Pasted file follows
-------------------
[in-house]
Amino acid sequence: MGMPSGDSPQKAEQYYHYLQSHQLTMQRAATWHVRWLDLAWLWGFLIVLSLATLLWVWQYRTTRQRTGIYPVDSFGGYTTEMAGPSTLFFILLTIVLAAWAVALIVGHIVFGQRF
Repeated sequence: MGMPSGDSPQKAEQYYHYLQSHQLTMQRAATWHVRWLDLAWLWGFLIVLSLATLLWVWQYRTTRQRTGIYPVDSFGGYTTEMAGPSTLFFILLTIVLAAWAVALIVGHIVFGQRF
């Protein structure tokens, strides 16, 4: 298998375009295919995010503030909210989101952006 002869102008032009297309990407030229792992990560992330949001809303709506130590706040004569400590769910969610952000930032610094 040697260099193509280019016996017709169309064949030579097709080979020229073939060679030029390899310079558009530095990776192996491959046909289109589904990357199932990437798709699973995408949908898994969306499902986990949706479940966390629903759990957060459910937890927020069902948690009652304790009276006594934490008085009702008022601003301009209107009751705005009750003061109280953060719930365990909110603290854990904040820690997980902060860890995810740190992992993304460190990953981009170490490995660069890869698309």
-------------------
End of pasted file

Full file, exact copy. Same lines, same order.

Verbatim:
[in-house]
Amino acid sequence: MGMPSGDSPQKAEQYYHYLQSHQLTMQRAATWHVRWLDLAWLWGFLIVLSLATLLWVWQYRTTRQRTGIYPVDSFGGYTTEMAGPSTLFFILLTIVLAAWAVALIVGHIVFGQRF
Repeated sequence: MGMPSGDSPQKAEQYYHYLQSHQLTMQRAATWHVRWLDLAWLWGFLIVLSLATLLWVWQYRTTRQRTGIYPVDSFGGYTTEMAGPSTLFFILLTIVLAAWAVALIVGHIVFGQRF
């Protein structure tokens, strides 16, 4: 298998375009295919995010503030909210989101952006 002869102008032009297309990407030229792992990560992330949001809303709506130590706040004569400590769910969610952000930032610094 040697260099193509280019016996017709169309064949030579097709080979020229073939060679030029390899310079558009530095990776192996491959046909289109589904990357199932990437798709699973995408949908898994969306499902986990949706479940966390629903759990957060459910937890927020069902948690009652304790009276006594934490008085009702008022601003301009209107009751705005009750003061109280953060719930365990909110603290854990904040820690997980902060860890995810740190992992993304460190990953981009170490490995660069890869698309």